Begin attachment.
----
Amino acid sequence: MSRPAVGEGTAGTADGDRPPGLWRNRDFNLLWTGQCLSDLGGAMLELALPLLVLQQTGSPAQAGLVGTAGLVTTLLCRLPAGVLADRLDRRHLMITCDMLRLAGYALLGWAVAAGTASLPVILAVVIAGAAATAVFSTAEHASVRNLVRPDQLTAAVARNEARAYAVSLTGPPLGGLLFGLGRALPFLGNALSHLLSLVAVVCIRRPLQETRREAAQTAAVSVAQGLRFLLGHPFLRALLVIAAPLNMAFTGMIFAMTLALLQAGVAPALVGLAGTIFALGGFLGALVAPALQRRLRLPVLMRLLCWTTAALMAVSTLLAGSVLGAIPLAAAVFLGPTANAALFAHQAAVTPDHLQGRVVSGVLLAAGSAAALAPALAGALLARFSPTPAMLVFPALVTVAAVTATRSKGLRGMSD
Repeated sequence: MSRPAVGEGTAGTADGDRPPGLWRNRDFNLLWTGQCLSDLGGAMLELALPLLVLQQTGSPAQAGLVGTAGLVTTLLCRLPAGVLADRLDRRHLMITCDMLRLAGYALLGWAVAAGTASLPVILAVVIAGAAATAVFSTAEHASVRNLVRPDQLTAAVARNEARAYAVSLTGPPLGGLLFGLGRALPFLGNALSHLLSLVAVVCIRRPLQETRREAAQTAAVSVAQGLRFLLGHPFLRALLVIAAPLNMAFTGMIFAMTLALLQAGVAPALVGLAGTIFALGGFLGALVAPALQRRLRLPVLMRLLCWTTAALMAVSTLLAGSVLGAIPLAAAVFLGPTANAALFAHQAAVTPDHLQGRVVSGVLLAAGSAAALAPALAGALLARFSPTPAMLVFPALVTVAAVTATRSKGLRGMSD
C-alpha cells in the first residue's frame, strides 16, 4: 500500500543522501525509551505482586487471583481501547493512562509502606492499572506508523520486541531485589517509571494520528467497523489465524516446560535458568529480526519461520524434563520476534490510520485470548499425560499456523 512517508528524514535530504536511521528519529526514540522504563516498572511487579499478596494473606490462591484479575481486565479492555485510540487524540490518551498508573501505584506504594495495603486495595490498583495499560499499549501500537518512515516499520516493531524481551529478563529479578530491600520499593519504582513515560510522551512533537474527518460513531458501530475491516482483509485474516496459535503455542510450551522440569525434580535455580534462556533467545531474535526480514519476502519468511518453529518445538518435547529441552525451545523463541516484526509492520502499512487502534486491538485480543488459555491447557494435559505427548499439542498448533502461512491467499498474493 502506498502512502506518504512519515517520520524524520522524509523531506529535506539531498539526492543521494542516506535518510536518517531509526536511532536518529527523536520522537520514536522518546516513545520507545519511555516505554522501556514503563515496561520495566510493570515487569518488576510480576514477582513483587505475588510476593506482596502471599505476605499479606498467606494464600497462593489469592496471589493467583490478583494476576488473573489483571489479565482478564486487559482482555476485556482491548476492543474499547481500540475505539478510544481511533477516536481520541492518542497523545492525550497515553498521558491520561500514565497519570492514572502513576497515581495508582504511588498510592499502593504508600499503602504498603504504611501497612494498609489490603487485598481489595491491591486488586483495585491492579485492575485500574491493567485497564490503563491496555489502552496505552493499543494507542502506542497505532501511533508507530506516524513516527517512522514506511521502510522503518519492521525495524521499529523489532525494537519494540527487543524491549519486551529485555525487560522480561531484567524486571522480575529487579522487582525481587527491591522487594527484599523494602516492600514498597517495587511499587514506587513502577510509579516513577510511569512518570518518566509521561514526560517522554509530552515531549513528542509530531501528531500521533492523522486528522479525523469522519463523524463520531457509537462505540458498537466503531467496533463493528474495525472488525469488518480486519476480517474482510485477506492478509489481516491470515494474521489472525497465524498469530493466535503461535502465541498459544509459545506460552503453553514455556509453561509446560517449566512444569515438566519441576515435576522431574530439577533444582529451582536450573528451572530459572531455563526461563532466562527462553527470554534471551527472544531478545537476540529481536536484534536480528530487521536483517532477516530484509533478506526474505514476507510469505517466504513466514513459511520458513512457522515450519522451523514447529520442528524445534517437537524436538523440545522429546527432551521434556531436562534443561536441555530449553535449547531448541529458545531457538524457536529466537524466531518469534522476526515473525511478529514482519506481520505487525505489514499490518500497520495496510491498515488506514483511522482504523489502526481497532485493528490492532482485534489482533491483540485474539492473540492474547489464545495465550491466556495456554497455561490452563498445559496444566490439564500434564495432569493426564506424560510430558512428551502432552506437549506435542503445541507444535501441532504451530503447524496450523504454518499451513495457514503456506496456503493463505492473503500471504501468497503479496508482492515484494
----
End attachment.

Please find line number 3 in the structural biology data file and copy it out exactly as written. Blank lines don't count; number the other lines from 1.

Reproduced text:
C-alpha cells in the first residue's frame, strides 16, 4: 500500500543522501525509551505482586487471583481501547493512562509502606492499572506508523520486541531485589517509571494520528467497523489465524516446560535458568529480526519461520524434563520476534490510520485470548499425560499456523 512517508528524514535530504536511521528519529526514540522504563516498572511487579499478596494473606490462591484479575481486565479492555485510540487524540490518551498508573501505584506504594495495603486495595490498583495499560499499549501500537518512515516499520516493531524481551529478563529479578530491600520499593519504582513515560510522551512533537474527518460513531458501530475491516482483509485474516496459535503455542510450551522440569525434580535455580534462556533467545531474535526480514519476502519468511518453529518445538518435547529441552525451545523463541516484526509492520502499512487502534486491538485480543488459555491447557494435559505427548499439542498448533502461512491467499498474493 502506498502512502506518504512519515517520520524524520522524509523531506529535506539531498539526492543521494542516506535518510536518517531509526536511532536518529527523536520522537520514536522518546516513545520507545519511555516505554522501556514503563515496561520495566510493570515487569518488576510480576514477582513483587505475588510476593506482596502471599505476605499479606498467606494464600497462593489469592496471589493467583490478583494476576488473573489483571489479565482478564486487559482482555476485556482491548476492543474499547481500540475505539478510544481511533477516536481520541492518542497523545492525550497515553498521558491520561500514565497519570492514572502513576497515581495508582504511588498510592499502593504508600499503602504498603504504611501497612494498609489490603487485598481489595491491591486488586483495585491492579485492575485500574491493567485497564490503563491496555489502552496505552493499543494507542502506542497505532501511533508507530506516524513516527517512522514506511521502510522503518519492521525495524521499529523489532525494537519494540527487543524491549519486551529485555525487560522480561531484567524486571522480575529487579522487582525481587527491591522487594527484599523494602516492600514498597517495587511499587514506587513502577510509579516513577510511569512518570518518566509521561514526560517522554509530552515531549513528542509530531501528531500521533492523522486528522479525523469522519463523524463520531457509537462505540458498537466503531467496533463493528474495525472488525469488518480486519476480517474482510485477506492478509489481516491470515494474521489472525497465524498469530493466535503461535502465541498459544509459545506460552503453553514455556509453561509446560517449566512444569515438566519441576515435576522431574530439577533444582529451582536450573528451572530459572531455563526461563532466562527462553527470554534471551527472544531478545537476540529481536536484534536480528530487521536483517532477516530484509533478506526474505514476507510469505517466504513466514513459511520458513512457522515450519522451523514447529520442528524445534517437537524436538523440545522429546527432551521434556531436562534443561536441555530449553535449547531448541529458545531457538524457536529466537524466531518469534522476526515473525511478529514482519506481520505487525505489514499490518500497520495496510491498515488506514483511522482504523489502526481497532485493528490492532482485534489482533491483540485474539492473540492474547489464545495465550491466556495456554497455561490452563498445559496444566490439564500434564495432569493426564506424560510430558512428551502432552506437549506435542503445541507444535501441532504451530503447524496450523504454518499451513495457514503456506496456503493463505492473503500471504501468497503479496508482492515484494